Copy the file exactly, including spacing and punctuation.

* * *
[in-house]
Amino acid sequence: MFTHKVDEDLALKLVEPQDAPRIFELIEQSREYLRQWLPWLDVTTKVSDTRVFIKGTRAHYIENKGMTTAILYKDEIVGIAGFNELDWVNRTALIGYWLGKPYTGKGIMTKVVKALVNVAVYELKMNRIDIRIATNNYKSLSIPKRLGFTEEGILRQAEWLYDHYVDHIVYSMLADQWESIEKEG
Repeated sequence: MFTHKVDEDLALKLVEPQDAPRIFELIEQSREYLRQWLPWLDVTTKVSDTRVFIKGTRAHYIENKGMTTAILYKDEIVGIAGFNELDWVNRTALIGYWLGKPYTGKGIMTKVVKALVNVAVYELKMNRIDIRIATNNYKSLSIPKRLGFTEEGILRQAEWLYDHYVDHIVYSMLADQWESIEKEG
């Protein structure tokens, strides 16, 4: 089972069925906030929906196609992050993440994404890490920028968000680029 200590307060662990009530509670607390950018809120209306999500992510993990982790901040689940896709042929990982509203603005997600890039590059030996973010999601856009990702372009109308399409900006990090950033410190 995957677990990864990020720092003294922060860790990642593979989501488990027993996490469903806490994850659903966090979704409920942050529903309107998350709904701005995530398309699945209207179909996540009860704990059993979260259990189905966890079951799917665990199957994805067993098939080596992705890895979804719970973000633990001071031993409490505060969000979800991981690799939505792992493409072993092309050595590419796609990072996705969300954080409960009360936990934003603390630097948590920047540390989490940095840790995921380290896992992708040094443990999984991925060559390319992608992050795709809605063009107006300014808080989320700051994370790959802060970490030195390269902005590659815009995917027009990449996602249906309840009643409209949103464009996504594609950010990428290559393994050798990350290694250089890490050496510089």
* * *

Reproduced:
[in-house]
Amino acid sequence: MFTHKVDEDLALKLVEPQDAPRIFELIEQSREYLRQWLPWLDVTTKVSDTRVFIKGTRAHYIENKGMTTAILYKDEIVGIAGFNELDWVNRTALIGYWLGKPYTGKGIMTKVVKALVNVAVYELKMNRIDIRIATNNYKSLSIPKRLGFTEEGILRQAEWLYDHYVDHIVYSMLADQWESIEKEG
Repeated sequence: MFTHKVDEDLALKLVEPQDAPRIFELIEQSREYLRQWLPWLDVTTKVSDTRVFIKGTRAHYIENKGMTTAILYKDEIVGIAGFNELDWVNRTALIGYWLGKPYTGKGIMTKVVKALVNVAVYELKMNRIDIRIATNNYKSLSIPKRLGFTEEGILRQAEWLYDHYVDHIVYSMLADQWESIEKEG
């Protein structure tokens, strides 16, 4: 089972069925906030929906196609992050993440994404890490920028968000680029 200590307060662990009530509670607390950018809120209306999500992510993990982790901040689940896709042929990982509203603005997600890039590059030996973010999601856009990702372009109308399409900006990090950033410190 995957677990990864990020720092003294922060860790990642593979989501488990027993996490469903806490994850659903966090979704409920942050529903309107998350709904701005995530398309699945209207179909996540009860704990059993979260259990189905966890079951799917665990199957994805067993098939080596992705890895979804719970973000633990001071031993409490505060969000979800991981690799939505792992493409072993092309050595590419796609990072996705969300954080409960009360936990934003603390630097948590920047540390989490940095840790995921380290896992992708040094443990999984991925060559390319992608992050795709809605063009107006300014808080989320700051994370790959802060970490030195390269902005590659815009995917027009990449996602249906309840009643409209949103464009996504594609950010990428290559393994050798990350290694250089890490050496510089």